The devices, about the size of an eyelash, would be implanted into patients' tumours, where they could "spy" on a cancerous growth's activity.
Experts believe the development would allow doctors to administer radiotherapy and, in time, chemotherapy where and when it is most needed, ultimately improving recovery rates.
Professor Alan Murray, of the University of Edinburgh's school of engineering, who is leading the study, said: "Experts including scientists, engineers, clinicians and social scientists will be working to target cancer, one of the biggest health concerns of today, in an entirely new way.
"Our aim is, in the long term, to help to alleviate suffering and to improve the outlook for very many cancer patients."
The miniature chips will be designed to measure vital factors about tumours, such as their levels of blood oxygen and key biological molecules. The information would then be transmitted wirelessly to medical staff.
The readings would enable doctors to target stubborn areas of a tumour that need more intensified radiotherapy.
Sensors would also measure how effective any treatment is in killing cancer cells, enabling therapy to be personalised to individual patients.
Prof Murray said: "What we do at the moment with radiotherapy is rather like night-time bombing.
"We apply radiotherapy to the area where the tumour is, on a regular schedule.
"What these sensors will do is it to say 'the tumour needs radiotherapy of greater intensity at this particular point right now'. It's almost like a pinpoint strike with a guided missile.
"It's a change from knowing where the tumour is and irradiating it, to knowing precisely which bits of the tumour are radio-resistant at any moment in time and selectively treating them with radiation."
The University of Edinburgh team is working with experts at the city's Heriot-Watt University to develop the technology, which they hope to follow with clinical trials.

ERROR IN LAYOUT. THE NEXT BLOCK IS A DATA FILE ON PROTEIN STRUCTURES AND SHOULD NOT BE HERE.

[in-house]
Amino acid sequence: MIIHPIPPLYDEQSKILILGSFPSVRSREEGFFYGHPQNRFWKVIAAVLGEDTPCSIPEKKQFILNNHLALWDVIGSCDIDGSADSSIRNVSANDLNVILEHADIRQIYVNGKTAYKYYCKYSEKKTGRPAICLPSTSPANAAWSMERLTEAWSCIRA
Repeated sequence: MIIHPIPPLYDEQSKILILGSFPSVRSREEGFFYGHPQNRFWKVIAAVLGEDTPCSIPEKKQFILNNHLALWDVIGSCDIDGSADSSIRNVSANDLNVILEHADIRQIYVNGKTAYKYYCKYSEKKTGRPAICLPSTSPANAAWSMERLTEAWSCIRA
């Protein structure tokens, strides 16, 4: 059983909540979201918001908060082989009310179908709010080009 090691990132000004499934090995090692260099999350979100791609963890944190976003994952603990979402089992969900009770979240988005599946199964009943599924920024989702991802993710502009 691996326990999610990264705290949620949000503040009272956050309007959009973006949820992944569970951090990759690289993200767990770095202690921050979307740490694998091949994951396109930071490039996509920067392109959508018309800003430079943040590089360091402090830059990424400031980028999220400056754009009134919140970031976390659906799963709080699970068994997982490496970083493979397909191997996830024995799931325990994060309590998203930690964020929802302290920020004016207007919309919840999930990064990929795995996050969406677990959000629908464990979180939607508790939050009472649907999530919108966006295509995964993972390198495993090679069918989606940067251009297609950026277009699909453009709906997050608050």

The work involves producing new sensors, as well as miniaturising existing sensors which can already track the likes of oxygen levels and temperature.
The project is mostly being carried out by the institutions' engineering and chemistry departments, but they will also work with the medical and veterinary schools throughout the five years.
Social scientists will be involved to examine ethics and regulations surrounding the project and to ensure that its findings are usable as soon as possible.
Prof Murray said it would be many years before the sensors are available for use in patients, but it is hoped clinical trials can begin within the next five years.
He said: "I would think optimistically at the end of the fourth year we might be able to release some devices for preliminary clinical trials, but not before then.
"Nothing's going to be available for use in clinical practice for a good number of years."
Prof Murray said the ultimate goal is to kill cancer cells and boost cancer recovery rates but he also predicts the development will change how patients receive cancer treatments.
"What it would mean for a cancer sufferer is that the pattern of radiotherapy would change," he said.
"You might have to go at different times, not at a regular schedule.
"It does mean your therapy will be more accurately targeted but you won't be getting it at 9am on a Tuesday for three weeks.
"It will be on a schedule that's determined by the tumour's activity.
"The aim is to hit the bits that are radio-resistant and therefore kill more cancer cells, thus producing a better chance of a cure.
"Ultimately that's got to be the goal."
The £5.2 million project, Implantable Microsystems for Personalised Anti-Cancer Therapy (IMPACT), is funded by the Engineering and Physical Sciences Research Council.
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